EXAMPLE 2 Preparation of 7-Benzyloxymethyloxy-3-cyanocoumarin (BOMCC)

7-Benzyloxymethyloxy-3-cyanocoumarin (BOMCC) was prepared as follows: A mixture of 7-Hydroxy-3-cyanocoumarin1, (187 mg, 1 mmol) and K2CO3 (248 mg, 1.5 mmol), in DMF (15 mL) was vigorously stirred at 0° C. for 25 mM. Benzylchloromethylether (2.32 mL, 10.0 mmol), was then added quickly to the reaction. The bright yellow mixture was stirred at 0° C. for 45 min. After which time the reaction turned to a colorless solution. The reaction was monitored to completeness by TLC (Rf=0.5, 1:1 EtOAc:Hex and Rf=0.24, CHCl3). The reaction was then brought up in Et2O (35 mL), and extracted with saturated NaHCO3 (30 mL). The aqueous layer was extracted two more times with Et2O (30 mL). The etheral layer was then combined then dried with anhydrous NaSO4 and evaporated under reduced pressure. Chromatography of the crude product on silica gel (gradient 0-5% MeOH in CHCl3) gave the pure 7-Benzyloxymethyloxy-3-cyanocoumarin as a white solid (9.21 mg, 3%). 1H NMR (500 MHz, CDCl3): δ 4.73 (s, 2H), 5.39 (s, 2H), 7.08 (m, 2H), 7.32 (m, 5H), 7.49 (d, 1H), 8.17 (s, 1H).

EXAMPLE 3 Preparation of 7-(p-methoxybenzyloxy-4-trifluorocoumarin (MOBFC)

7-(p-methoxybenzyloxy-4-trifluorocoumarin (MOBFC) was prepared as follows: A mixture of 7-Hydroxy-3-trifluoromethycoumarin, (230 mg, 1 mmol), K2CO3 (248 mg, 1.5 mmol), and KI (1.66 g, 10 mmol) in DMF (15 mL) was vigorously stirred at 25° C. for 25 min. Paramethoxybenzylchloride (1.35 mL, 10.0 mmol), was then added quickly to the reaction. The bright yellow mixture was stirred at 25° C. for 1 hr. After which time the reaction turned to a colorless solution. The reaction was monitored to completeness by TLC (Rf=0.67, 1:1 EtOAc:Hex and Rf=0.3 CHCl3). The reaction was then brought up in Et2O (35 mL), and extracted with saturated NaHCO3 (30 mL). The aqueous layer was extracted two more times with Et2O (30 mL). The etheral layer were combined then dried with anhydrous NaSO4 and evaporated under reduced pressure. Chromatography of the crude product on silica gel (gradient 0-5% MeOH in CHCl3) gave the pure 7-Paramethoxybenzyl-4-trifluorocoumarin as a white solid (280 mg, 80%). 1H NMR (500 MHz, CDCl3): δ 3.83 (s, 3H), 5.08 (s, 2H), 6.62 (s, 1H), 6.94 (m, 4H), 7.39 (m, 2H), 7.62 (m, 1H).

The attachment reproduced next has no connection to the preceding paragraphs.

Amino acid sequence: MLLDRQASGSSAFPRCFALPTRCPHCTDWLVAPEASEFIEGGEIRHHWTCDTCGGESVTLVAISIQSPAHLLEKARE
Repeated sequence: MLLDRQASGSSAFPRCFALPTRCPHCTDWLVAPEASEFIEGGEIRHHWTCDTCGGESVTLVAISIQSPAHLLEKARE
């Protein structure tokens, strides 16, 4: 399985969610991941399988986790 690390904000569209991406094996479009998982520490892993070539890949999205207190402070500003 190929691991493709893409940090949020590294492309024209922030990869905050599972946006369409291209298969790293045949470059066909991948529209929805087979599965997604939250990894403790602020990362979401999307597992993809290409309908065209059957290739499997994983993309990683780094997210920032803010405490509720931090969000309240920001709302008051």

EXAMPLE 4 Preparation of Octyloxymethylresorufin (OOMR)

Octyloxymethylresorufin (OOMR) was prepared as follows: A suspension of resorufin, sodium salt, (235 mg, 1 mmol) and K2CO3 (248 mg, 1.5 mmol) in DMF (15 mL) was vigorously stirred at 0-5° C. for 25 min. Bromomethyl octyl ether (2.20 mL, 10.0 mmol), was then added quickly to the reaction mixture. The reaction was stirred at 0-5° C. for 1.5 h during which time, the dark red reaction mixture turned to an orange solution. The reaction was allowed to continue to stir at 0-5° C. while monitoring by TLC (Rf=0.44, 1:1 EtOAc:Hex and Rf=0.05, CHCl3) and stopped at the time when product decomposition was detected. The reaction was then brought up in Et2O (35 mL), extracted with 30 mL of a saturated NaHCO3 solution. The aqueous layer was extracted two more times with Et2O (30 mL), the ether fractions were then combined and filtered through celite. The filtrate was then dried with anhydrous NaSO4 and evaporated under reduced pressure. Chromatography of the crude product on silica gel (gradient 0-5% MeOH in CHCl3) yielded 62 mg of the purified octyloxymethylresorufin (OOMR) as an orange solid. 1H NMR (500 MHz, C δ 0DCl3): 0.83 (t, 3H), 1.21-1.31 (m, 12H), 3.68 (t, 2H), 5.31 (s, 1H), 6.32 (s, 1H), 6.83 (dd, 1H), 7.02-7.06 (m, 2H), 7.42 (d, 1H), 7.72 (d, 1H).

EXAMPLE 5 Preparation of 7-Methyloxymethyloxy-4-trifluorocoumarin (MOMFC)

7-Methyloxymethyloxy-4-trifluorocoumarin (MOMFC) was prepared as follows: A mixture of 7-hydroxy-4-trifluoromethylcoumarin (230 mg, 1 mmol) and K2CO3 (248 mg, 1.5 mmol), in DMF (15 mL) was vigorously stirred at 0-5° C. for 25 min. Bromomethyl methyl ether (0.97 mL, 10.0 mmol), was then added quickly to the reaction. The bright yellow mixture was stirred at 0-5° C. for 45 min during which time the reaction turned to a colorless solution. The reaction was allowed to continue to stir at 0-5° C. while monitoring by TLC (Rf=0.54, 1:1 EtOAc/:Hexane and Rf=0.24, CHCl3) and stopped at the time when product decomposition was detected. The reaction was then brought up in Et2O (35 mL), extracted with 30 mL of a saturated NaHCO3 solution. The aqueous layer was extracted two more times with Et2O (30 mL), the ether fractions were then combined, dried with anhydrous NaSO4, filtered and evaporated under reduced pressure. Chromatography of the crude product on silica gel (gradient 0-5% MeOH in CHCl3) gave 11 mg of the purified 7-methyloxymethyloxy-4-trifluoromethylcoumarin (MOMFC) as a white solid. 1H NMR (500 MHz, CDCl3): δ 03.49 (s, 3H), 5.26 (s, 2H), 6.64 (s, 1H), 7.08-7.02 (m, 2H), 7.64 (d, 1H).